The Land of the UnFree: Mass Incarceration in the US

Below are 2013 statistics comparing the incarceration rates of nations worldwide. How many nations incarcerate more of its population (per 100,000) than the United States of America?


The US is the world leader in jailing it citizens, incarcerating more of its people than any other nation in the world. More than North Korea, Iran, Russia, China, Israel. Anyone.

And we like to think we're the greatest nation on earth.

(Graph by Statista. Statistics from the International Centre for Prison Studies.)

For more about mass incarceration in the US, particularly the jailing of our minority populations, you can check out this post of mine The New Jim Crow.

Of particular concern is how persons with felony convictions are systematically disenfranchised, removed from voting rolls. The racial aspect of this disenfranchisement was explored yesterday by Jamelle Bouie in his The American Prospect article "The Ex-Con Factor".

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10 thoughts on “The Land of the UnFree: Mass Incarceration in the US”

  1. An important part of the discussion is whether this massive social experiment, which took off in the 70's, has deterred crime. It doesn't necessarily justify it, but if it has, it at least suggests some social good associated with extremely strict sentencing and high incarceration rates. Criminology is full of theories about what has lead to our reduced crime rates over this period...but I think that lead is likely an important part of the story. Yes, lead.

  2. This surprises me. Actually, it stuns me. Who would have though Cuba would jail less? Read an article on (I believe) the St Paul Pioneer Press last week which speaks of Minnesota's reform of their corrections system. They are leading the cutting edge of prison reform.

  3. Yep - and don't forget capital punishment, the mimetic tribute the state pays to murderers (the US behind only China, Iran, Saudi Arabia, and Iraq in the league tables) - and so shamelessly fundamentally faith-based. As Christopher D. Marshall observes (in Beyond Retribution [2001]): "It has always been those whose faith is most traditional, whose exegesis is most literal, whose reliance on the Old Testament is most pronounced, and whose identification with the political status quo is most obvious who have been most punitive in their understanding of justice."

  4. This doesn't surprise me at all. In Iran if you steal something, they just cut your hands off...problem solved. In China, you would be caned for a minor offense. The US incarcerates, which seems to be less punitive. As far as voting, if you aren't willing to follow the law yourself, then you can’t demand a role in making the law for everyone else, which is what you do when you vote. The right to vote can be restored to felons, but it should be done carefully, on a case-by-case basis after a person has shown that he or she has really turned over a new leaf, not automatically on the day someone walks out of prison. After all, the unfortunate truth is that most people who walk out of prison will be walking back in.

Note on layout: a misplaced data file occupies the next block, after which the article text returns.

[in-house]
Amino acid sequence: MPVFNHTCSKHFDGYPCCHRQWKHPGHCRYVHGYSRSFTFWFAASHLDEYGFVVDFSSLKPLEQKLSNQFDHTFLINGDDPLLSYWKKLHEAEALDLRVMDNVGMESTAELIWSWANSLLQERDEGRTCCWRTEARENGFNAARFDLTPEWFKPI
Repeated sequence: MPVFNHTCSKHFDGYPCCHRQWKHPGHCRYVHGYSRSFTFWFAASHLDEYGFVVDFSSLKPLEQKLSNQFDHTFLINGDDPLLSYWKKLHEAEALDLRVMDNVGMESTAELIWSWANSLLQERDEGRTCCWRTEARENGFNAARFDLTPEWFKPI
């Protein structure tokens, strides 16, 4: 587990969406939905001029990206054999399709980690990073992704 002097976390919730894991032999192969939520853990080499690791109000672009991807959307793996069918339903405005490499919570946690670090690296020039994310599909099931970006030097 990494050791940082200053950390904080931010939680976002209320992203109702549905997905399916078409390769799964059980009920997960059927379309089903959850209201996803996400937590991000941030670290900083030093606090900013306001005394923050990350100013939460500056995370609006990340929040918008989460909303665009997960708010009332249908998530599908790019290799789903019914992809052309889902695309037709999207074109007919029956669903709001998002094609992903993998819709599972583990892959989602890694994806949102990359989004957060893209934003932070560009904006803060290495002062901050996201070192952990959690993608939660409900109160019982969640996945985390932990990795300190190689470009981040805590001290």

5. Recidivism rates vary dramatically, but stricter punishments don't seem to help. Wyoming does a great job. Here is how: Norway also does a great job, largely by doing the exact opposite of what you are recommending. They restrict movement, but otherwise preserve peoples' rights, dignity and community integration as much as possible. So yes, recidivism is a huge problem in the US. Grace reduces recidivism, not wrath. This should be obvious to any conservative is kind of the very core of our religion.

  6. What wrath? Punishment is not wrath, but justice. Grace, even in Christianity presupposes humility and repentance. That's all I really said above. Rights can be restored on a case-by-case basis as a convict lives out repentance. Repentance, the fact that I am a sinner and in need of forgiveness is kind of at the very core of our religion too and that should be obvious to any conservative Christian as well!

  7. Good points. I guess I believe in prevenient grace, in theology and practice. Regardless of your theology, I think the strategies that more closely resemble prevenient grace also seem to do a better job in practice. Score one for Augustine and Calvin!

  8. Kim, you are so right. For nearly thirty years when ever an individual, usually a fundamentalist, so smugly asked me "What would you believe if someone killed a member of your family?", I, with a look that said, "I wouldn't go there if I were you", responded, "What would you believe if one of your family did the killing?" Oh, I have always been against capital punishment, but when one of your own family sits in prison for life, you live the horror, as thousands of others do, of what the sentence could have been, and was for many others.

  9. What's the answer? I am a public school teacher and problem students become problem adults. I realize that we are putting too many people away for nonviolent crimes but the cry for ending it is louder than the cry for solutions.

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